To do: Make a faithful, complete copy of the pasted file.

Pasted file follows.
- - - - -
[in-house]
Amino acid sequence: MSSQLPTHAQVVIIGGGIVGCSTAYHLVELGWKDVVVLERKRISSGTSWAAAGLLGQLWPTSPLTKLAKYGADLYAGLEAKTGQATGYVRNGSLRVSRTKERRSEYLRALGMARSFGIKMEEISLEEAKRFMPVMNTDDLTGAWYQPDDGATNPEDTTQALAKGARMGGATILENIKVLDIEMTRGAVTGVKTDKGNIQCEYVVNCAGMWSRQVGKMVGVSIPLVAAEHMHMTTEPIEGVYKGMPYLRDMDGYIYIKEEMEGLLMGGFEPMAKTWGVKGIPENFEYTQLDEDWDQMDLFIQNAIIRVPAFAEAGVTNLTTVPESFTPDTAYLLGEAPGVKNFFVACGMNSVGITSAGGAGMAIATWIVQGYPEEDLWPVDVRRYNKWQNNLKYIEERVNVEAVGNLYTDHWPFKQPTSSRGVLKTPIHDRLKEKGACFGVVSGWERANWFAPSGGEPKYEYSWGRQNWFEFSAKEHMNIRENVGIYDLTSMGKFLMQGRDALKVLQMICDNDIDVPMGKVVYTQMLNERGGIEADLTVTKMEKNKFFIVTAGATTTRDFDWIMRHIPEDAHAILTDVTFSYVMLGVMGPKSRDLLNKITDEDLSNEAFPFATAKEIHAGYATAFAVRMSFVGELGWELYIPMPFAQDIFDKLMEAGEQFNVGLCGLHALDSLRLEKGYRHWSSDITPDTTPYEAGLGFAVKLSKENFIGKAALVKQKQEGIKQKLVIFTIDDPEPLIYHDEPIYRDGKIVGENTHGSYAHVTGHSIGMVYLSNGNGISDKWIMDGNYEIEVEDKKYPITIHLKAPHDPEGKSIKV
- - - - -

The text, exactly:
[in-house]
Amino acid sequence: MSSQLPTHAQVVIIGGGIVGCSTAYHLVELGWKDVVVLERKRISSGTSWAAAGLLGQLWPTSPLTKLAKYGADLYAGLEAKTGQATGYVRNGSLRVSRTKERRSEYLRALGMARSFGIKMEEISLEEAKRFMPVMNTDDLTGAWYQPDDGATNPEDTTQALAKGARMGGATILENIKVLDIEMTRGAVTGVKTDKGNIQCEYVVNCAGMWSRQVGKMVGVSIPLVAAEHMHMTTEPIEGVYKGMPYLRDMDGYIYIKEEMEGLLMGGFEPMAKTWGVKGIPENFEYTQLDEDWDQMDLFIQNAIIRVPAFAEAGVTNLTTVPESFTPDTAYLLGEAPGVKNFFVACGMNSVGITSAGGAGMAIATWIVQGYPEEDLWPVDVRRYNKWQNNLKYIEERVNVEAVGNLYTDHWPFKQPTSSRGVLKTPIHDRLKEKGACFGVVSGWERANWFAPSGGEPKYEYSWGRQNWFEFSAKEHMNIRENVGIYDLTSMGKFLMQGRDALKVLQMICDNDIDVPMGKVVYTQMLNERGGIEADLTVTKMEKNKFFIVTAGATTTRDFDWIMRHIPEDAHAILTDVTFSYVMLGVMGPKSRDLLNKITDEDLSNEAFPFATAKEIHAGYATAFAVRMSFVGELGWELYIPMPFAQDIFDKLMEAGEQFNVGLCGLHALDSLRLEKGYRHWSSDITPDTTPYEAGLGFAVKLSKENFIGKAALVKQKQEGIKQKLVIFTIDDPEPLIYHDEPIYRDGKIVGENTHGSYAHVTGHSIGMVYLSNGNGISDKWIMDGNYEIEVEDKKYPITIHLKAPHDPEGKSIKV